Bassani’s fiction is deliberately limited to the experience of the Jewish community in Ferrara and largely to the few years that correspond to the most formative period of his own life, from the late 1930’s until the end of the war. In those years, he was graduated from the university, embarked on a literary career, witnessed the local effects of the Holocaust, and joined the Italian Resistance. Only upon entering this seemingly narrow world, and surrendering to Bassani’s language, can one appreciate the richness of a narrative experience set in a narrow compass. Bassani’s genius is to evoke, in the microcosm that he creates, the connecting links between the tragedies and struggles endured by his characters and those of coreligionists in a host of other communities beyond Ferrara, and beyond Italy itself. To have been a part of a well-established Jewish community in that time and place was not only a personal misfortune; it was also, for the writer, a kind of historical gift, for it presented him with a local and universal theme and allowed him to link the fate of his Jews with that of all victims of the Holocaust.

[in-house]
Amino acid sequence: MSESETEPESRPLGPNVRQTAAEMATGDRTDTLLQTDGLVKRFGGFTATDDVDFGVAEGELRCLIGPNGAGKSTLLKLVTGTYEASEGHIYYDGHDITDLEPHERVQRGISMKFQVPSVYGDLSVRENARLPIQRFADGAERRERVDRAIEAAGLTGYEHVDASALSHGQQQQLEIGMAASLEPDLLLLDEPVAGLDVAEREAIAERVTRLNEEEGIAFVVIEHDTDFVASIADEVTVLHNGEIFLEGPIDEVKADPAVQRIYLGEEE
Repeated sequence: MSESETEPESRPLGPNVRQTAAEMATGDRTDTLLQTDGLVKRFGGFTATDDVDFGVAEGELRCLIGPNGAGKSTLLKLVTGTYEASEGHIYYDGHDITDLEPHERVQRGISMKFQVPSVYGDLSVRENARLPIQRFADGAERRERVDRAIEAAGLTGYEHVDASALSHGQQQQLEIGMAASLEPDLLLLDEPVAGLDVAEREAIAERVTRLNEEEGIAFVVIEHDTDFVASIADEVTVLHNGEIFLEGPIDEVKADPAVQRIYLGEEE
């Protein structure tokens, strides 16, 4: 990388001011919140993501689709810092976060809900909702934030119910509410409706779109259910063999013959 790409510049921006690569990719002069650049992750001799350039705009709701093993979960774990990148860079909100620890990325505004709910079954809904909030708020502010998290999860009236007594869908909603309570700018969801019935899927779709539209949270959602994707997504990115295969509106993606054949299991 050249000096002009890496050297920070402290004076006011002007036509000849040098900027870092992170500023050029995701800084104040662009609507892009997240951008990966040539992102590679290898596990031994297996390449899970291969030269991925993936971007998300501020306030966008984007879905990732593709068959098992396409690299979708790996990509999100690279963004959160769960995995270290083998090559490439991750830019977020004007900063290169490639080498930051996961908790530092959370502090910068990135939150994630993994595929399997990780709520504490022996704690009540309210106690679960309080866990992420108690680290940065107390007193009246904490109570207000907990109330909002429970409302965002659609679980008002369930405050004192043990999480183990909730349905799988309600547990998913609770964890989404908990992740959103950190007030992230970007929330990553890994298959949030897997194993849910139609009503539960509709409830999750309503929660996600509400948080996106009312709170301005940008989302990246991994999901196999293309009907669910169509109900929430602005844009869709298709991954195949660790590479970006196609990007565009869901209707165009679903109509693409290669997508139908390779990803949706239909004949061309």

The fiction of Bassani is of a piece, and The Gold-Rimmed Eyeglasses should be read along with the collection of tales in which it was published, in 1956, Cinque storie ferraresi (Five Stories of Ferrara, 1971). The stories follow the experiences of the Jews during World War II. The narrator of The Gold-Rimmed Eyeglasses anticipates the Special Laws and their consequences. Ninety-year-old Doctor Elias Corcos from “La passeggiate primadi cena” (“A Walk Before Supper”) is rounded up with 182 other Jewish victims and shipped off to Germany. In “Una lapide in Via Mazzini” (“A Plaque in Via Mazzini”), Geo Josz, the single survivor of that group of victims, returns from Auschwitz. Also among that group, and mentioned in passing in The Gold-Rimmed Eyeglasses, are the Finzi-Continis, the subject of Bassani’s most famous novel, Il giardino dei Finzi-Contini (1962; The Garden of the Finzi-Continis, 1965). This recapitulation of themes and the reappearance of characters gives Bassani’s oeuvre the unity of the saga novel. A writer who worked miniature in a provincial corner of Italy, Bassani nevertheless belongs to the European tradition.